The tools available today make composers, dj’s, record producers, and instrumentalists of pretty much everyone. The high school student has access to the sequencing, mixing and mastering products professionals paid dearly for just 10 years ago. They have the advantage of beats and prerecorded parts made by experts. This proletarianizing of sophisticated technology has resulted in an unprecedented ability for the average person to make surprisingly good quality tracks. But what happens when all that gear ends up in the hands of a truly skilled and talented, trained and experienced musical technician? The answer is in Audistry. All the stuff we all have, and then add the hands, ears and mind of real masters. The material in this album is a sensuous treat, made with the combined expansive palettes of Clemistry and Audnoyz. The pieces are evocative and programmatic, conjuring visual images as powerful as the sounds. Not that the work is a Tone Poem in the way of the later Romantic period, when some composers chose to use music to mimic the sounds of other things and thus draw pictures of specific items or events. There is much more latitude for the listener to conjure and create his or her own images, vivid, like a dream in color, but highly individual. This quality provides potential applications of this music to film scoring, exhibit enhancement, choreographing ballet, or just plain sonic imbibing.
There are 12 tracks here. They can be experienced as individual pieces or can be seen as movements in a larger more symphonic work. This is not a symphony in the technical sense where 4 movements of an expected length and style are sequenced, and each follows a classical form. Rather there are multiple frescos that emerge from a single wall, a dozen meditations on different ideas, but all somehow linked.
The first two tracks are edgy and hard, one featuring a jagged piano riff, the other a metal guitar power chord motive. The underpinning is rhythmic and driving, but with much more nuance and constant subtle permutations than could be made with a straight up repetitive drum track. These first tracks stir the urge to dance, but in the way of Stravinsky’s Firebird, with 20th Century Classical orchestrations and punching insistent rhythms, rather than a Pop style 4/4.
The third track, WTF, is both movie music, and modern classical orchestration. Just when you think you might have the album pigeon holed, the next piece sequences effortlessly into a progressive rock tone reminiscent of the great rock show bands like Dream Theater, or Yes. But this is no tribute piece. The sections of the piece could not have been conceived before the breakthroughs that make synthesis of European post modern art music and industrial rock acceptable.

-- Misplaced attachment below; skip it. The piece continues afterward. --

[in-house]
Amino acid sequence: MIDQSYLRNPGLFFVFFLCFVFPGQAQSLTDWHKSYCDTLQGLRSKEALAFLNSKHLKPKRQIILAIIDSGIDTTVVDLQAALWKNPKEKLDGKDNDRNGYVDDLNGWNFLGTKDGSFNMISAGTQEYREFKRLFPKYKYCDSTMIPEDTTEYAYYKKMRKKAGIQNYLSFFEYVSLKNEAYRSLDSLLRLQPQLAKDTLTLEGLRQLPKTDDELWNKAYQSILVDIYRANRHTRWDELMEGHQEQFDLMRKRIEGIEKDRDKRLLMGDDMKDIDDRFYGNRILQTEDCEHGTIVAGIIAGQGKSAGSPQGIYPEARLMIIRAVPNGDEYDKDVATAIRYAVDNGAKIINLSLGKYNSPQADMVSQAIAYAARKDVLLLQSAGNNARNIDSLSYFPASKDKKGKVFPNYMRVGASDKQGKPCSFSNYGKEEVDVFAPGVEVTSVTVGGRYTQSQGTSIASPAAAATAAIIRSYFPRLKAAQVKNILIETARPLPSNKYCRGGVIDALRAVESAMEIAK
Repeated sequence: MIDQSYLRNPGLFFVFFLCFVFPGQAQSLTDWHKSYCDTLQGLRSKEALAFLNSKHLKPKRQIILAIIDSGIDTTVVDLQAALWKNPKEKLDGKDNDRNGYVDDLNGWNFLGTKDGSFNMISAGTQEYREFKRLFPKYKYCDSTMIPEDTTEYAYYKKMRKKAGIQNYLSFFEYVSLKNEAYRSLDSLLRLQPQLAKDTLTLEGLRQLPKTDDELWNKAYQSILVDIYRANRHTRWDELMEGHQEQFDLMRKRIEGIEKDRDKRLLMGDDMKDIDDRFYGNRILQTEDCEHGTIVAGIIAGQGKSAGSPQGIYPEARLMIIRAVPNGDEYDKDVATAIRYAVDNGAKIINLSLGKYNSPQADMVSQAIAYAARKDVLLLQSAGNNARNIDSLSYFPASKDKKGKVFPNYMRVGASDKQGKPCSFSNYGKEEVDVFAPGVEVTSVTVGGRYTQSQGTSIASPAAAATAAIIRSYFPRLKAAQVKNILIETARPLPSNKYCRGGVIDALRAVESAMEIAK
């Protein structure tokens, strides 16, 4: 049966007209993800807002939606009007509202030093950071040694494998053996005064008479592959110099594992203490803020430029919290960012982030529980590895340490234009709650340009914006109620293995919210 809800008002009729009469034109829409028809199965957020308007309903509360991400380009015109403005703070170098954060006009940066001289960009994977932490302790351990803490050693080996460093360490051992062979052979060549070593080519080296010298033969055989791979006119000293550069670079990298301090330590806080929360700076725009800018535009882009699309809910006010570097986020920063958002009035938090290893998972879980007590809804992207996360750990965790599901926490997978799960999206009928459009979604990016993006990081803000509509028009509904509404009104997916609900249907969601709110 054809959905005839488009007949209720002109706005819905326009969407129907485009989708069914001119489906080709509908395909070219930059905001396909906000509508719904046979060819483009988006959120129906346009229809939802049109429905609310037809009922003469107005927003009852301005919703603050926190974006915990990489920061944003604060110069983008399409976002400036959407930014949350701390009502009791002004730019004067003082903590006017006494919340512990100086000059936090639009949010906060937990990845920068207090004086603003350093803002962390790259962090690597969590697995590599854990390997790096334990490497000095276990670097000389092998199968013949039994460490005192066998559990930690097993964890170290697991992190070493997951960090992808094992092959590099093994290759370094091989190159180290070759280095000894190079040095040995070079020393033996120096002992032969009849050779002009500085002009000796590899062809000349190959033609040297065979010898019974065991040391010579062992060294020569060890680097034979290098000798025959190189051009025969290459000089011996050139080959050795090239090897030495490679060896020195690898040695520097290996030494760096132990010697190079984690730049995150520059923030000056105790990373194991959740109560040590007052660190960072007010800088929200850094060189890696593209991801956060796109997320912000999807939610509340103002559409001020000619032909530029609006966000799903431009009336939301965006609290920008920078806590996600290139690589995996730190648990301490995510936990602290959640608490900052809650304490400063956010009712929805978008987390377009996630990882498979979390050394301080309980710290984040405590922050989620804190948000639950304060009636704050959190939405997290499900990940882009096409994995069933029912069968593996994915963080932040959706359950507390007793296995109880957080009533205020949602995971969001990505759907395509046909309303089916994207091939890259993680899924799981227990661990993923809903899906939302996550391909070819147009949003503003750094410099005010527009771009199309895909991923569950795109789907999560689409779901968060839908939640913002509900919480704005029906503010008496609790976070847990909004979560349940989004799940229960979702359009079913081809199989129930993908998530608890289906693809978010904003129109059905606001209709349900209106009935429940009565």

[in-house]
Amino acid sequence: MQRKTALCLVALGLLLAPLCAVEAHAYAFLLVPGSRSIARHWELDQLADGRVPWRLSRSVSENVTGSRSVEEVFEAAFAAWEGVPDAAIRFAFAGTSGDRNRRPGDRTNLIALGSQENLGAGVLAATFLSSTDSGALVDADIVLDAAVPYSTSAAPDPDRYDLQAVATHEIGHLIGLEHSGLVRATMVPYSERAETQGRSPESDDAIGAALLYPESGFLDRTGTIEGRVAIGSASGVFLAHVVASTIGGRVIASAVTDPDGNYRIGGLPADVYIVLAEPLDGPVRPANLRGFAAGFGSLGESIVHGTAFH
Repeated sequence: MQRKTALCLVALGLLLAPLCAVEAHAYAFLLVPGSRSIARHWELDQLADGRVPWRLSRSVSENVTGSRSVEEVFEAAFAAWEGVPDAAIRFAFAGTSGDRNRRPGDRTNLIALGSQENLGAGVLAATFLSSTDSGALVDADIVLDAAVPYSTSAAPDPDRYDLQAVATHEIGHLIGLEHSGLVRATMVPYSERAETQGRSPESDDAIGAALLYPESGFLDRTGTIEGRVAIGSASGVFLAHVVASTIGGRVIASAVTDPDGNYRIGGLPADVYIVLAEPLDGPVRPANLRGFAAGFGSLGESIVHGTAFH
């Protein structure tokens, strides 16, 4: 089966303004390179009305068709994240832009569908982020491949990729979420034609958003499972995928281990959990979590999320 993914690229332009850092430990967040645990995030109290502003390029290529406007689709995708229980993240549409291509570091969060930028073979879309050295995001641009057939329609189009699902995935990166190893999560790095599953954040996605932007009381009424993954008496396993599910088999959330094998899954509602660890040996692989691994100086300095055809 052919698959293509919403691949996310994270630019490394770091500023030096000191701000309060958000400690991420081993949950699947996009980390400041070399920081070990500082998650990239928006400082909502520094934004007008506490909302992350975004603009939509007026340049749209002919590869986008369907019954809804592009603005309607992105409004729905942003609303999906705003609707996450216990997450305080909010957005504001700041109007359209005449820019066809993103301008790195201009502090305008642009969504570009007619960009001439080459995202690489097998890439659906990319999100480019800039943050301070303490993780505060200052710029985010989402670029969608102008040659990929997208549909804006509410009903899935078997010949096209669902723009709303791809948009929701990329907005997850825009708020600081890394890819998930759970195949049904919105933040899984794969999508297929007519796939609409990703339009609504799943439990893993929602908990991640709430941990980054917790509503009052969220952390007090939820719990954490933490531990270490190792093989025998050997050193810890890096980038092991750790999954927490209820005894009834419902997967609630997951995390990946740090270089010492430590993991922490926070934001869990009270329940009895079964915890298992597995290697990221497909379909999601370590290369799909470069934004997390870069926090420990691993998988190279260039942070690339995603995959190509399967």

Sometimes you think Bollywood dance styles are about to take over, then the tonescapes and sound paintings of the post Phillip Glass sound world emerge seamlessly from underneath, and you have to change your mind, your perspective. The 4th track, or movement, as I have come to think of the organizational structure, Aud vocalese demonstrates a type of musical CAD, using a slight shift to take a human voice and transform it from waves reminiscent of a lone wolf to a lonely woman. How little manipulation it takes to morph one into the other. How much more alike are these than we might think?
Like all symphonic works, there are places of rest and slower movements. Ray’s Dream provides us with that sensibility in this set of pieces. The orchestrations carry over from the more vigorous Stravinskyesque movements, but the tempo drops a bit, and there is more space. Fine production adds a tactile element to the work that makes the experience truly visceral. You feel, as well as see and hear. It is not physically possibl for music to be multisensory in the most literal sense, but this music makes it seem almost possible.
A democratizing revolution has taken place as elite technology has reached the hands of everyone. The musical material of the centuries and the many cultures of the world come in the same box to be part of the artist’s musical palette as never before. The choices of material are limitless. Beethoven, with all his godlike ideas, could only conceive of them through a small set of instruments. In the same way that teachers are no longer limited by textbooks, but can use all material in the world in their classrooms, so the world comes into the composer’s studio. It is no longer necessary to write with a handful of instruments and styles in mind. Now they are all here at once. This is a mindblowing change without precedent since the printing press. This album demonstrates that revolution in thinking about musical composition. There are no limits to the genres, the rhythms, the instrumentation that can now be combined in the hands of the right musicians. Audistry brings the talent and skills of two extraordinary musical minds to the tools of the masses, that’s why this recording is the new paradigm.
CLEMISTRY MUSIC ANNOUNCES “AUDISTRY” RELEASE APRIL 16, 2013
Hollywood CA: Clemistry Music, created by award winning film composer Shawn K. Clement announces the April 16, 2013 release of AUDISTRY, an evocative music compilation on the Clemistry Music Label. Coinciding with the general availability via download and CD an invitation only launch event will take place at Paramount Pictures, Hollywood, CA.
AUDISTRY was conceived and constructed combining Clement’s deep Other-Worldly cinematic orchestral music and signature guitar sound, with the genre-mashing production aesthetic of music producer Audnoyz (Steve Thomas). German music technology journalist, Joerg Sunderkoetter was first to frame the Audnoyz aesthetic ‘Kopf Kino’ (mind cinema) an aural sojourn for the inner eye. Like experiencing synesthesia, seeing the music, imbued by its multi-referential stylistic cinematic properties.